Trees to profits responsibly Odd bedfellows: Some environmentalists and a U.S. corporation operating in Chile have entered into an unusual relationship that both sides hope will bear fruit.

Sun Journal

November 08, 1995|By KNIGHT-RIDDER NEWS SERVICE

TIERRA DEL FUEGO, Chile -- Mary Kalin Arroyo steps off a new dirt road and into a pristine forest. Towering overhead are beech trees older than Shakespeare or Columbus. At her feet is a carpet of up to 75 species of moss and 140 types of lichens.

Ms. Kalin, a botanist from New Zealand, is chief of a wary advance guard pledged to help transform this landscape in the name of progress, profit and the inevitable.

Her team, including nearly 100 botanists, zoologists, ornithologists, archaeologists and accountants, has been hired by the Trillium Corp., a private forestry and real estate development company from Washington state. During the dry months of this year, they searched for the least harmful way to turn these trees into money.

Designed as a showcase of responsible corporate behavior, Trillium's project in one of the world's last great forests shows how public pressure across national boundaries has begun changing the conduct of U.S. firms. While that change is still far from enough to suit most environmentalists, they hope that the pressures will grow.

"This project is an aberration," said Rand Jack, a Washington state environmentalist hired by Trillium to monitor its work. "What makes it important is its potential to create a model."

The key word, everyone agrees, is potential.

In 1993, Trillium bought more than 700,000 acres on this remote island shared by Chile and Argentina. About half of that land, mostly on Chile's side, is covered with nearly virgin forest, consisting primarily of lenga and coigue trees, both temperate hardwoods of the beech family.

Over the next five years, a Trillium subsidiary, Bayside Ltd., plans to spend at least $200 million on "sustainable" farming of the trees, exporting the lumber to the United States, Europe and Asia. The project is the largest in all of Chile to involve native woods, when the rapid destruction of such forests is becoming a national controversy.

Both Mr. Jack and Ms. Kalin are convinced that today's environmentalists must find ways to work with corporations that, with or without the environmentalists, will have an impact on places such as Tierra del Fuego. Others -- believing the best way to treat great wilderness areas is to leave them alone -- call that a devil's bargain.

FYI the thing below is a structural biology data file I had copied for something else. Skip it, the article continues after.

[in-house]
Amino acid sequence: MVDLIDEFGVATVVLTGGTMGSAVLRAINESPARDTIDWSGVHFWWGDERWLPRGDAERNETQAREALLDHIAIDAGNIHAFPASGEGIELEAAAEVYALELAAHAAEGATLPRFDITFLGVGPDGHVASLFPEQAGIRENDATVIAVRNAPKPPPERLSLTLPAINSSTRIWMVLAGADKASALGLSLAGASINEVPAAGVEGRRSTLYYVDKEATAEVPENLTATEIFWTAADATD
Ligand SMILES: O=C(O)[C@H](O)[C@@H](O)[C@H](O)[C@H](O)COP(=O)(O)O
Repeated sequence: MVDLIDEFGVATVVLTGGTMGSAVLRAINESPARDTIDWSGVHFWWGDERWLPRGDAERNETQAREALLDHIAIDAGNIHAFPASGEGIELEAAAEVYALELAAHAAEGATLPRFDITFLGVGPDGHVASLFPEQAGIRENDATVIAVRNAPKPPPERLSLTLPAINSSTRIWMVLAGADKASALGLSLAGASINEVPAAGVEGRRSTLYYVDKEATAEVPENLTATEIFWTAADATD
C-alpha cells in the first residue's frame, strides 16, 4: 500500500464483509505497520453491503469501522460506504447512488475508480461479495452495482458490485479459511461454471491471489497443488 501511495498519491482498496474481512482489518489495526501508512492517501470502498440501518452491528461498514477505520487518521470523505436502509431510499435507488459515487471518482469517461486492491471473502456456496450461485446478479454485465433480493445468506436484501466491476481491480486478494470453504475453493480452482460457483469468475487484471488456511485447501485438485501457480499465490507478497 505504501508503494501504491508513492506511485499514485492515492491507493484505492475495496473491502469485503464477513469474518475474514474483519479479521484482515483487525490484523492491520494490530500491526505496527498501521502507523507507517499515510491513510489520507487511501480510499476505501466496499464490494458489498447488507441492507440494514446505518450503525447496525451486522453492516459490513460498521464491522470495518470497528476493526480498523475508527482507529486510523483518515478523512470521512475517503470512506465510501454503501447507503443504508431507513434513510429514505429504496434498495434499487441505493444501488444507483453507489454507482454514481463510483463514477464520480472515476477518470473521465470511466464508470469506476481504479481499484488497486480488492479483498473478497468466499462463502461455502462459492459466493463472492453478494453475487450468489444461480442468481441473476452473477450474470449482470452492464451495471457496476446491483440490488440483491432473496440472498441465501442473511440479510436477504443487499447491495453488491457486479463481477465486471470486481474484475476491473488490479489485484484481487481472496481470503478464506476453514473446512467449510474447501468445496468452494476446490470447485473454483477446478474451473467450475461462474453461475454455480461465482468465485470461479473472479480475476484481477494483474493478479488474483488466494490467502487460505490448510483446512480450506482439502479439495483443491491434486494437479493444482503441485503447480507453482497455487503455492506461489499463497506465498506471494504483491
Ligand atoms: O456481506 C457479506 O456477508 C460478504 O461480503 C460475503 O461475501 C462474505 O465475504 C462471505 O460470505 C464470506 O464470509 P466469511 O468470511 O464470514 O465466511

"There's no right way to do the wrong thing," said Doug Tompkins, a former San Francisco apparel mogul who has been buying Chilean native forests to preserve them. He and Chile's most aggressive environmental activists charge that Trillium's project is simply a scheme to make logging seem environmentally acceptable.

Trillium owns 100,000 acres of Pacific Northwest timber, and manages and develops resorts and business parks elsewhere in the United States. Last year, echoing other U.S. timber firms, Trillium officials announced that they had cut back their Washington log harvests to almost nothing because new environmental rules, meant to protect the spotted owl, had cut too far into potential revenues.

Chile seemed more welcoming.

It has encouraged domestic and foreign logging firms to exploit its forests. Wood products have rapidly become the nation's No. 2 export, after copper. Last year, they brought in $1.6 billion, but the profits have come at some cost. Old-growth forests in the stunning landscapes of southern Chile are rapidly being replaced by pine plantations. Some tree species have nearly disappeared.

At Chile's national forestry agency, officials concede that the enforcement of environmental rules is left mostly to the loggers.

"We have 50 people assigned as inspectors for the entire country, and they aren't even doing that full time," said Fernando Olave, chief of the government's forestry control program. "We don't even have enough money to manage forest fires, and every year our budget shrinks."

Among the specifics in Trillium's plans that most worry environmentalists is a stated intention to build 40 miles of road on its Tierra del Fuego property annually for the next 25 years.

"That's a very serious problem, and ways have to be found to moderate it," Mr. Jack said. "Roads often cause more damage to forests than cutting the trees. They can break the forest in parts, since some animals won't cross a road."

Another concern is that Trillium's plans will inevitably draw more residents to the sparsely inhabited island. Bob Manne, president of the Bayside subsidiary, said the project will employ as many as 800 people. They in turn will create a demand for other workers to build housing.

Despite apprehensions, most of Chile's leading forestry experts have been won over by the promise implicit in Trillium's plans.

"If this works, it will show we can do sustainable farming," said Claudio Donoso, a nationally respected forestry scholar working as a Trillium consultant. "If it fails, there go our hopes."

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